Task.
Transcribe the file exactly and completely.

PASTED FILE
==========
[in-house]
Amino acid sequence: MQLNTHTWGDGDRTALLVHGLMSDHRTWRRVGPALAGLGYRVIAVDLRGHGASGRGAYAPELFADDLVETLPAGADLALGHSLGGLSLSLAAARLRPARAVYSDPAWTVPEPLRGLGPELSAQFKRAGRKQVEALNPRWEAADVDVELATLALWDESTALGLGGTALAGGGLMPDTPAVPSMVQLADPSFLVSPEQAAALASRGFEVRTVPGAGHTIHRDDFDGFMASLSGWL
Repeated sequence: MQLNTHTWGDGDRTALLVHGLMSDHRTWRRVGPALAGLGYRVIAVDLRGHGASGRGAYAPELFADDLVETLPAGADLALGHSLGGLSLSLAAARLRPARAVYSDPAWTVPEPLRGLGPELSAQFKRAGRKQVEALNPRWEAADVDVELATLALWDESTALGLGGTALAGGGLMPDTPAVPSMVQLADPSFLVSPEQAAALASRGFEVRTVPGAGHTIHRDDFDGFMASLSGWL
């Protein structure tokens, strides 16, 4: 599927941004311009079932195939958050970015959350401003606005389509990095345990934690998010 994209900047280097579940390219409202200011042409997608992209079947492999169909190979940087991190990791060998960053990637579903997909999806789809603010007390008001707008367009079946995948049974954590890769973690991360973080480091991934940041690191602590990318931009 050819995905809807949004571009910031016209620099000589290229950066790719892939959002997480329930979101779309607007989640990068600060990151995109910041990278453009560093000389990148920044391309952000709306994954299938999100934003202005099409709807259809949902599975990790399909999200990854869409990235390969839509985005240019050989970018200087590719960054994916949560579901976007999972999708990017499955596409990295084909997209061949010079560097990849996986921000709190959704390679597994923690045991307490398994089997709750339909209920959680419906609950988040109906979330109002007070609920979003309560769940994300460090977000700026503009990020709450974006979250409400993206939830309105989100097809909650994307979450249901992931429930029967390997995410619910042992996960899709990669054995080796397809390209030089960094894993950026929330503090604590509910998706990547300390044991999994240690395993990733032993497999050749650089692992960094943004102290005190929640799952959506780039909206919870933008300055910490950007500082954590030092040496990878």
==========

[in-house]
Amino acid sequence: MQLNTHTWGDGDRTALLVHGLMSDHRTWRRVGPALAGLGYRVIAVDLRGHGASGRGAYAPELFADDLVETLPAGADLALGHSLGGLSLSLAAARLRPARAVYSDPAWTVPEPLRGLGPELSAQFKRAGRKQVEALNPRWEAADVDVELATLALWDESTALGLGGTALAGGGLMPDTPAVPSMVQLADPSFLVSPEQAAALASRGFEVRTVPGAGHTIHRDDFDGFMASLSGWL
Repeated sequence: MQLNTHTWGDGDRTALLVHGLMSDHRTWRRVGPALAGLGYRVIAVDLRGHGASGRGAYAPELFADDLVETLPAGADLALGHSLGGLSLSLAAARLRPARAVYSDPAWTVPEPLRGLGPELSAQFKRAGRKQVEALNPRWEAADVDVELATLALWDESTALGLGGTALAGGGLMPDTPAVPSMVQLADPSFLVSPEQAAALASRGFEVRTVPGAGHTIHRDDFDGFMASLSGWL
């Protein structure tokens, strides 16, 4: 599927941004311009079932195939958050970015959350401003606005389509990095345990934690998010 994209900047280097579940390219409202200011042409997608992209079947492999169909190979940087991190990791060998960053990637579903997909999806789809603010007390008001707008367009079946995948049974954590890769973690991360973080480091991934940041690191602590990318931009 050819995905809807949004571009910031016209620099000589290229950066790719892939959002997480329930979101779309607007989640990068600060990151995109910041990278453009560093000389990148920044391309952000709306994954299938999100934003202005099409709807259809949902599975990790399909999200990854869409990235390969839509985005240019050989970018200087590719960054994916949560579901976007999972999708990017499955596409990295084909997209061949010079560097990849996986921000709190959704390679597994923690045991307490398994089997709750339909209920959680419906609950988040109906979330109002007070609920979003309560769940994300460090977000700026503009990020709450974006979250409400993206939830309105989100097809909650994307979450249901992931429930029967390997995410619910042992996960899709990669054995080796397809390209030089960094894993950026929330503090604590509910998706990547300390044991999994240690395993990733032993497999050749650089692992960094943004102290005190929640799952959506780039909206919870933008300055910490950007500082954590030092040496990878």